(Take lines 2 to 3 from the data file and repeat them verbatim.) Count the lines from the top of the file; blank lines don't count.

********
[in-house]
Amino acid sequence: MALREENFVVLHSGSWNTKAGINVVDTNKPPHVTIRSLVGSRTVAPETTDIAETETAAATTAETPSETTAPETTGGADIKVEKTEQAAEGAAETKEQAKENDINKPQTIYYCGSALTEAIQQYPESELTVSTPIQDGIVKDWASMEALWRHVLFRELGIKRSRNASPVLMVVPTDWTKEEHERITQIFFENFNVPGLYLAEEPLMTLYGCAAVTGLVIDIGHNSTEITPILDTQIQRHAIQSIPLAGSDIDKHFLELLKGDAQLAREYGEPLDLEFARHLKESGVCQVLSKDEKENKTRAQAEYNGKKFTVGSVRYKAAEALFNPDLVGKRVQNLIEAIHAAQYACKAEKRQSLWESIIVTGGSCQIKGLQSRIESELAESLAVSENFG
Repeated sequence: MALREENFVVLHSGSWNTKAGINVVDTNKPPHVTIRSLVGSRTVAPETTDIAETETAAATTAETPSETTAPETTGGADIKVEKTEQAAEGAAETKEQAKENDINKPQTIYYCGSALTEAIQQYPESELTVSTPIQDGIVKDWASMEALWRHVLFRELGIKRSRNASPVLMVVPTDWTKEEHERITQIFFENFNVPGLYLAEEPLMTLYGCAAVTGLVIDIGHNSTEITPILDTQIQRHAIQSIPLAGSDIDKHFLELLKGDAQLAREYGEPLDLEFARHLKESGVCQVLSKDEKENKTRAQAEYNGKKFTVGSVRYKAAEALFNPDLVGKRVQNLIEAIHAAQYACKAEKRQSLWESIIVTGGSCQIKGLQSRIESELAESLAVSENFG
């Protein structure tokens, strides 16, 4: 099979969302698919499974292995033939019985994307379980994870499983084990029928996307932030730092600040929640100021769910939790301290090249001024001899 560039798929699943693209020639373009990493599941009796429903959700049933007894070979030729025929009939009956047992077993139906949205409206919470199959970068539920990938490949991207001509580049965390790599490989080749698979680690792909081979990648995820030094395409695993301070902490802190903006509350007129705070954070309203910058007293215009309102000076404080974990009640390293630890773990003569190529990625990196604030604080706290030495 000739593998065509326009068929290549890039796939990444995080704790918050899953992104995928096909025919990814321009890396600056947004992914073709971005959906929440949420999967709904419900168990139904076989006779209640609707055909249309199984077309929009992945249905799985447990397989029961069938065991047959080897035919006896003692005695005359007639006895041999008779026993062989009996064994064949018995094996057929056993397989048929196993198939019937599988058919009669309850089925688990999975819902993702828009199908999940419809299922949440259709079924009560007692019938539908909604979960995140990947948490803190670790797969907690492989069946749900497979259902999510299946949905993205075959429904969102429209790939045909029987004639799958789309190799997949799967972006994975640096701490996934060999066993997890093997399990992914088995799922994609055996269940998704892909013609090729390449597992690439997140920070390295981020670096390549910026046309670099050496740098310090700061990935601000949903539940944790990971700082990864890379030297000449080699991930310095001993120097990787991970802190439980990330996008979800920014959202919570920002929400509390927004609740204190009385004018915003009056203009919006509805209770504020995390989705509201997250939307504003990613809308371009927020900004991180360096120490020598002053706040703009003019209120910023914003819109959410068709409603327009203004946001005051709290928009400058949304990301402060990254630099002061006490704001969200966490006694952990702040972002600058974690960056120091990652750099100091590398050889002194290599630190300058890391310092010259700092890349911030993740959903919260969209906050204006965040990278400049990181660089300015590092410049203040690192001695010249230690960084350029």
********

Amino acid sequence: MALREENFVVLHSGSWNTKAGINVVDTNKPPHVTIRSLVGSRTVAPETTDIAETETAAATTAETPSETTAPETTGGADIKVEKTEQAAEGAAETKEQAKENDINKPQTIYYCGSALTEAIQQYPESELTVSTPIQDGIVKDWASMEALWRHVLFRELGIKRSRNASPVLMVVPTDWTKEEHERITQIFFENFNVPGLYLAEEPLMTLYGCAAVTGLVIDIGHNSTEITPILDTQIQRHAIQSIPLAGSDIDKHFLELLKGDAQLAREYGEPLDLEFARHLKESGVCQVLSKDEKENKTRAQAEYNGKKFTVGSVRYKAAEALFNPDLVGKRVQNLIEAIHAAQYACKAEKRQSLWESIIVTGGSCQIKGLQSRIESELAESLAVSENFG
Repeated sequence: MALREENFVVLHSGSWNTKAGINVVDTNKPPHVTIRSLVGSRTVAPETTDIAETETAAATTAETPSETTAPETTGGADIKVEKTEQAAEGAAETKEQAKENDINKPQTIYYCGSALTEAIQQYPESELTVSTPIQDGIVKDWASMEALWRHVLFRELGIKRSRNASPVLMVVPTDWTKEEHERITQIFFENFNVPGLYLAEEPLMTLYGCAAVTGLVIDIGHNSTEITPILDTQIQRHAIQSIPLAGSDIDKHFLELLKGDAQLAREYGEPLDLEFARHLKESGVCQVLSKDEKENKTRAQAEYNGKKFTVGSVRYKAAEALFNPDLVGKRVQNLIEAIHAAQYACKAEKRQSLWESIIVTGGSCQIKGLQSRIESELAESLAVSENFG